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IA-Forum Interview: Kristin Smith Diwan
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International Affairs Forum: On balance, in terms of the Middle East, what do you make of what was done by the Bush administration over last eight years? Prof. Kristin Smith Diwan: If we are looking at the Bush administration, it has clearly been a very transformational time in the Middle East; they have taken a lot of strong actions that have shifted our position in the region, and the way people from the Middle East look at us. The strongest action that was taken was the intervention in Iraq, though there are a couple of other actions that had an impact. First of all, their conception of the war on terror shaped strongly their policies in the region. Secondly, this whole idea of democratization - bringing peace and democracy to the Middle East. They saw it in the same way as the U.S. had freed Eastern Europe at the end of World War II: people held by authoritarian rulers, a need for strong U.S. action, and moral support to allow these people to speak out. But the intervention in Iraq has been much more costly and problematic than they expected. Iran is strengthened. This country, for the new Obama administration, is a key in regards to emerging policy concerns. If Obama wants to withdraw from Iraq, he will have to make some policy arrangements with Iran as well. As well Afghanistan policies, Iran is key. The other issue, a big one, is the Israeli-Palestinian conflict in Gaza. The Bush administration has been sort of interventionist and also in Palestinian policies: in this framework of democratization, they pushed for elections to occur, which brought Hamas into power. That whole kind of set of policies has got to be reviewed. IA-Forum: What do you think should be the priority for the Obama administration for its foreign policy in the Middle East? Prof. Smith Diwan: During the Bush years, we had two frames in the Middle East: the war on terror on one side, and the democratization efforts on the other side. The Obama administration needs to take a step back, be critical towards these policies frames, and think about a new way to engage the U.S. in the region. He has already hired high-level individuals to go there and talk and listen to people about actions to take. He has to come up with a new approach. Concerning the priority measures, first of all there is Iraq. But it will be important as well to strengthen military positions and civil reconstruction in Afghanistan. Iran is going be a key, and also for the Israeli-Palestinian conflict. A growing polarization in the region has been very destructive and Palestinians are practically in a civil war. The new administration has to find somehow a way to talk to Iran, to integrate them into security structures in the Middle East. It has to deal with nuclear issues as well, which is going to be tough. Obama, during the campaign, made it clear that there would be a different approach. They would be talking to these powers. The policies will affect the way Iran reacts. We should negotiate first and also call for some requirements Iran has to respect. If not, we still have the threat of military force. However we do need to be more open-minded towards Iran. This country is involved in so many areas of the Middle East. Iran would like to see a stable Iraq, a stable Afghanistan. Our interests can work together. If we look for big compromises, things will come out better. IA-Forum: What is your view of democracy promotion programs in the Middle East? Have they been effective under the Bush administration, or were they more a way for greater control of security in the area? Prof. Smith Diwan: It was a big part of the Bush administration. However, as other policies have been strongly unpopular, the democratization policy has been also somehow discredited. I don’t think that’s fully true. There have been a lot of studies in the Middle East showing that people are really hungry for more engagement, that they would like the United States to keep playing that leadership role in the area. But it has to be done in a more sophisticated and inclusive way. What we need is a closer approach towards moderate political Islamic movements. As we have seen, free elections have given these political movements a higher importance, for instance around the Gulf. But with this broader frame of the global war on terror, they were seen on the wrong side. IA-Forum: Concerning the Israeli-Palestinian conflict, did you expect the recent Gaza crisis? What were the main causes for this conflict? Can you see a prospects for peace in Gaza in the future? Prof. Smith Diwan: There is the issue of the most recent conflict, and the drivers of that. But there is also the issue of the broader conflict, and its deep causes. I’m not sure it is exactly the same. For the recent conflict, we seemed to have negotiations, indirectly, between Hamas and the Israeli government, over the extension of the cease-fire. But that broke down. I think this had to do with a short-term political calculation - there was a deep frustration within the Israeli public, especially since 2006, and the war on Hizbollah in Lebanon, and also the growing power of Iran. There was sort of a popular unease given the context. There was also the whole issue of transition in politics here in our country; Israel didn’t really know what kind of policies would be implemented by the new Obama administration. A lot of these issues pressed for a strong Israeli reaction. And of course, Hamas pushed even more by shooting rockets. But at a broader level, there is a deeper problem. If we look back at the Oslo process, one thing that sustained according to polls was that the majority, on both sides, was supportive of the two-state solution. Both people wanted peace, and this general solution was approved. It was one of the best times during the Oslo process, when Rabin was taking the lead in Israeli politics. For instance, in front of Hamas, Rabin and Arafat would have stood together to show their opposition to this. This is now completely broken down. We have a fragmentation of leaderships, especially in Israel. Far-right parties are gaining strength, Netanyahu is more likely to come back to power, and he opposes any kind of movement towards a political solution on the Palestinian side. On the Palestinian side, we have a complete split in the leadership between the West Bank and Gaza. It’s going to take a lot of work just to find some consensus on both sides to push things forward. I think it should be a priority, especially on the Palestinian side. It will be impossible to stabilize the situation without engaging Hamas on some levels. There has to be some push to unify the Palestinians because without that no agreement can be enforced. IA-Forum: Barack Obama has a choice between pursuing the isolation of Hamas or engaging in discussions with the organization. In the event negotiations take place, how would you think the American public would react? Do you feel there is still a strong concern over security and fear of terrorism? Prof. Smith Diwan: For now, we don’t really know what he is going to do. There haven’t been clear indications; he may not be ready to take that step already. But on the other side, he has already given an interview to Al-Arabiya, calling for greater engagement. I think it is the first interview he has done and this is a significant symbol for the Arab people. Symbolically, these are important moves. Whether he will take the step to engage discussions with Hamas, and whether that would be accepted by the American public, is hard to say. But I think that it will be hard for the Obama’s administration to make the progress he wants to make without doing that. Especially after the recent intervention, empowering Mahmoud Abbas is not going to work. There is another option: the Fatah leader, Barghouti, could have more credibility in power. Concerning the American public, I think there will have to be some work in dismantling this ideology of the war on terror. As a great communicator, Obama can do that, and can frame a new way of approaching politics in the Middle East, instead of putting all Islamic groups on the one level. IA-Forum: Do you think the dilemma between popular support of Hamas, and its lack of international recognition is the main cause for a lack of Palestinian legitimacy in the international community? Prof. Smith Diwan: I think the bigger dilemma is a lack of any forward progress. But at the same time we see the Palestinian people waiting to have their own state, to control their own destiny. I think the move towards Hamas has been driven by a popular reaction against the Fatah leadership, who are more interested in their own material well-being, rather than in the national project. They weren’t really bringing material for negotiations. We can see that in the increased settlements. There are near 300,000 settlers in the West Bank now. More and more Palestinian territories have been colonized. I think this causes the larger problem, combined on the other side to the lack of Israeli trust towards actions coming from the Palestinians. A consequence of all that lack of progress is that there will more likely be more extremist policies coming from the Palestinians. IA-Forum: Do you think the U.S. could possibly intervene in domestic Israeli policies, and exert some pressure against corruption and fragmentation of leadership to improve relations with Palestine? Prof. Smith Diwan: The U.S. has always been sort of reticent to intervene in Israeli elections and administration. However, Clinton’s administration took a very strong position, especially when Rabin was elected. He has had some influence on the Israeli public. But nowadays, given the kind of Israeli mindset right now, I don’t think a sort of U.S. intervention could be as persuasive. If it is done, it has to be done in a way so that the U.S. still ensures security and support of Israel. And whether or not there are negotiations with Iran will also affect this. IA-Forum: Concerning the withdrawal from Iraq by 2011, do you see this proposition as realistic? Prof. Smith Diwan: I think so, but again it is going to have to be done in a more comprehensive strategy, working with the neighboring states. We have [have had] elections in Iraq. The results will give us a better indication of the domestic situation there. There are a lot of potentially dangerous outcomes there: the Sunni minority in Iraq, for instance, protesting against the lack of integration into the policy decisionmaking. But the logic of Obama is right. It is better for the United States to start moving out of Iraq, to focus more in Afghanistan and to make the political arrangements in the region that will allow it to be stable. IA-Forum: What do you think would be the better solution in Iraq to implement peace between the different ethnic minorities? Taking into account its neighbors? Prof. Smith Diwan: I think Al-Maliki is working very hard to implement a strong centralized power out of Baghdad. There are a lot of concerns and worries about that, especially concerning federal rights, for instance for the Kurds. This is something we need to watch. Some parties have called for more empowered provinces, but others are now calling for making more cross-sectarian alliances, which is a good thing in my opinion. We will see through these elections in which way politics in Iraq will be going. There are possibilities for peace there. There are dangers, but also possibilities - it is not impossible. IA-Forum: You are responsible for the Middle East and Northern Africa student association at AU. What was the purpose of the association? How did its action evolve? Do you see a greater involvement from the students towards Middle East issues? Prof. Smith Diwan: It was created by students. I am only the student supervisor for this organization - it is a complete student initiative. In addition to bringing speakers talking about Middle East issues, they organize cultural events, but also try to change the curriculum here at AU, and to work strongly on a Middle East platform also, to see how we can improve coordination in Middle East studies here. There is an incredible wealth of knowledge, expertise and involvement here. I am really interesting in working on that, along with other groups. We have done some work with One Voice movement for instance. AU is very rich in Study abroad programs in the Middle East as well. And many graduate students are conducting research there, which is very exciting. Kristin Smith Diwan teaches in the Comparative and Regional Studies department of the School of International Service at American University.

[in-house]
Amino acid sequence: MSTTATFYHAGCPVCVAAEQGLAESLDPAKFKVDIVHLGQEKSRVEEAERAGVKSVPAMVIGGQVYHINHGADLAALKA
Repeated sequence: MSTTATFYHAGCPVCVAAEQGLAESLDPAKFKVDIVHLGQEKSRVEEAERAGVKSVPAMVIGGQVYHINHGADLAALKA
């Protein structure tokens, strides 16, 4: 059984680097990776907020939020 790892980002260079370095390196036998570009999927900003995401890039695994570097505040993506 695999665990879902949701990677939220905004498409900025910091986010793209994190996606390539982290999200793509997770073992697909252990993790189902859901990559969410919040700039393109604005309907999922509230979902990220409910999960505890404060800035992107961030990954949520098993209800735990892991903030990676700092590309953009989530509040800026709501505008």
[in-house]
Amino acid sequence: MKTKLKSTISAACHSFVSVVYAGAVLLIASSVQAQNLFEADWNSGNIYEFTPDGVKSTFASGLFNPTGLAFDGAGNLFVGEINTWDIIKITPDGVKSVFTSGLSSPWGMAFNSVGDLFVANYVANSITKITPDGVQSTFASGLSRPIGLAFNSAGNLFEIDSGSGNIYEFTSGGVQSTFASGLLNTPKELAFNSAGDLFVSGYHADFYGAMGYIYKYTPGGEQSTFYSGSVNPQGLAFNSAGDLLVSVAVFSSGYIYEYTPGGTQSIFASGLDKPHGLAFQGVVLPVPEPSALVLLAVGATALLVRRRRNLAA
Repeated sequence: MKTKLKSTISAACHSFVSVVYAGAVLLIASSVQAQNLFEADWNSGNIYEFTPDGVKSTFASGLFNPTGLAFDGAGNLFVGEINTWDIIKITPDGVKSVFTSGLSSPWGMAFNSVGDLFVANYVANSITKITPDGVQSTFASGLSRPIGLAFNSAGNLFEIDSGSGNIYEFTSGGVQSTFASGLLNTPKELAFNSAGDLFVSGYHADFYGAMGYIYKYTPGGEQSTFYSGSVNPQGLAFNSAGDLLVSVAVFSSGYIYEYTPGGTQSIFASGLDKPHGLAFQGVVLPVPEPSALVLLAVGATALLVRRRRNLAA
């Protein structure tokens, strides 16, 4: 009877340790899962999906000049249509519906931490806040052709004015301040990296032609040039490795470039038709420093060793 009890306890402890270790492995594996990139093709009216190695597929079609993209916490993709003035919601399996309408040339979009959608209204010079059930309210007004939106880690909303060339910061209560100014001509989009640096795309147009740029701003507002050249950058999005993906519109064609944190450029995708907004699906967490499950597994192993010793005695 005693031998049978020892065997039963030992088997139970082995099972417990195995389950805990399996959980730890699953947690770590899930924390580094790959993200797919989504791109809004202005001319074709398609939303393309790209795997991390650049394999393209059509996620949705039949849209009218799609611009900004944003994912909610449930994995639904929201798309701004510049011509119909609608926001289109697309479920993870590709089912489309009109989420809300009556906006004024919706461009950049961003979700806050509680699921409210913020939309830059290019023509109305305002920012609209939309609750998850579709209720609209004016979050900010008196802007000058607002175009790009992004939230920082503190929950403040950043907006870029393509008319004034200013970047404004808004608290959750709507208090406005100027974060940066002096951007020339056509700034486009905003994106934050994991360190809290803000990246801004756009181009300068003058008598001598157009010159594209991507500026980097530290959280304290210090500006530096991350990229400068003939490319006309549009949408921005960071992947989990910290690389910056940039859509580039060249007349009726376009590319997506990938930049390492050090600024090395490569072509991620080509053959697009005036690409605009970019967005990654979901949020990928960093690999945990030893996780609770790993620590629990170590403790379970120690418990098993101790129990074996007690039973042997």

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Tue, October 04, 2011 10:11 AM (about 99381 hours ago)